In 1944, The New York Times mentioned an imported canned pesto paste. In 1946, Sunset magazine published a pesto recipe by Angelo Pellegrini. Pesto did not become popular in North America until the 1980s and 1990s.[5]

Greeks, too, use lots of basil and we typically don't plant anything in our gardens unless is provides something in return.  Herbs, trees like olive, lemon, cherry, pistachio and berry.  

I happen to have this recipe written out as it is from my very good friend Doris.  She pasted away last year and broke our hearts.  Doris was a wonderful neighbor and friend.
She was the Food Editor at Better Homes and Gardens for years and if you look in old cookbooks published by BH&G, you will see her name.
She taught me so much about food and being a good friend.  
I think of her every time I make this.


 Here we go:

1 cup firmly packed sipped fresh basil
1/2 cup snipped parsley
1/2 cup grated parmesan or romano cheese (2 ounces)
1/4 cup pine nuts, walnuts or almonds
1 or 2 cloves garlic, quartered
1/3 cup olive oil

Place basil, parsley, cheese, nuts, garlic and 1/4 teaspoon salt in blender container or food processor bowl.  Cover and blend with several on/off turns until paste forms.

With machine running slowly, gradually add oil and blend till consistency of soft butter.  Refrigerate or freeze till used.  Thaw pesto, if frozen.  Toss with hot cooked and buttered pasta.

That's it!


After I rinse my basil in the kitchen sink, I give it a spin in my salad spinner.  

I also use my spinner to remove all the water from freshly washed hand knit socks!


The recipe is only for a small amount of pesto, so I triple the recipe, put in jam jars, top with a little layer of olive oil to keep it fresh and from turning brown.
We use it so often, I just keep it in the fridge.  I have also put dollops in ice cube trays to freeze them.  I pop them in soups and home made spaghetti sauce.  I also use it as a spread on sandwiches.


So save those jam and jelly jars, or use small mason jars!  Make loads of pesto and hand them out as hostess gifts, birthday gifts or teacher gifts.   Your foodie friend will love one!

Best,
Sheila

Food tip:
I buy the giant cans of tomato paste at the grocery store and drop spoonfuls into ice cube trays and pop them in the freezer.  When they harden, I store them in freezer bags and take them out as I need them.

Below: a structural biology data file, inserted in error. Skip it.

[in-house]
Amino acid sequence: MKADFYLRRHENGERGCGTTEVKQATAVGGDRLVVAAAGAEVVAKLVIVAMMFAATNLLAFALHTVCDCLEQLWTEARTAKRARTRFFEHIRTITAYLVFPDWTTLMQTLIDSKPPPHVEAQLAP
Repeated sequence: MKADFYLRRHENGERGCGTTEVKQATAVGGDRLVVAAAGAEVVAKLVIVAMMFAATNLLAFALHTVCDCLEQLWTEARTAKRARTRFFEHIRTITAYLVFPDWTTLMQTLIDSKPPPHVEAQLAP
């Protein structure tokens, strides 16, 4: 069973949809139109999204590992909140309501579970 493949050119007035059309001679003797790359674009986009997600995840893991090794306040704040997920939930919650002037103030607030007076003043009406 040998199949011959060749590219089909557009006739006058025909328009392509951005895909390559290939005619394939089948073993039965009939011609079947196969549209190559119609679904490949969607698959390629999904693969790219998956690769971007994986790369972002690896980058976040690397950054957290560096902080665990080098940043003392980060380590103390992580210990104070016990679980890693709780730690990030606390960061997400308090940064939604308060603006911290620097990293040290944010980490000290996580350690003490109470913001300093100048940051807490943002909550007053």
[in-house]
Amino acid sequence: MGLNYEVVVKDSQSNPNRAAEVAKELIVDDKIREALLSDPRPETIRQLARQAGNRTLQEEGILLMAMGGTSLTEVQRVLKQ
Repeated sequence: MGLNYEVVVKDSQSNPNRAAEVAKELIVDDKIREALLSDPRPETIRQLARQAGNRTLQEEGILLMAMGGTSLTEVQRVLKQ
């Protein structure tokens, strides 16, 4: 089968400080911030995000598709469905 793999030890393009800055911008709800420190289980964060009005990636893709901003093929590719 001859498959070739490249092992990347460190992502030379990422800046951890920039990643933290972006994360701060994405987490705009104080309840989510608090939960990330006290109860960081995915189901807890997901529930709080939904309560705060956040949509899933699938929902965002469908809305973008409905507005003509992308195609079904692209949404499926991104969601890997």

Tuesday, July 8, 2014

Granny in Spring


I posted last month about my Mohair Blanket with Daisies and I loved it so much, I crocheted another one!  Patons Lace Sequins in Quartz (2 skeins) and Peridot (5 skeins) and a J hook.  

The photo doesn't show the very subtle sparkles in this yarn.  It's just enough bling without being garish.  
No design plan here, just changing colors every so often.  It so reminds me of Spring or Easter time!  It would be a great baby girl gift for an April or May birth.


It's still a work in progress, but my plan is to crochet a simple, single crochet, edge.  Then, adding the Quartz daisies along the edge every so often.  I should have it done by next week.


I'm using the same daisy loom I used with the first blanket, only wrapping more times around to get a thicker flower.


If you're making pretties to add to your projects, using the same yarn, make them first, so you don't run out of yarn.  
Fringe all along the edge would be fun.


Would be cute as a photo prop too!  Drape it in an Easter basket with baby inside!

Best,
Sheila

Yarn tip:
After hand washing your just knitted socks, and squeezing them gently, get out your salad spinner and "spin" the rest of the water out!  






Friday, July 4, 2014

Greek Cooking 101


καλημέρα
kahleemehra
(good day)

If you do not speak Greek, you've just learned your first word and greeting! 

Welcome to Greek Cooking 101 

I thought I'd start posting some Greek dishes once or twice a month for those who would like to learn and for those who need a refresher course.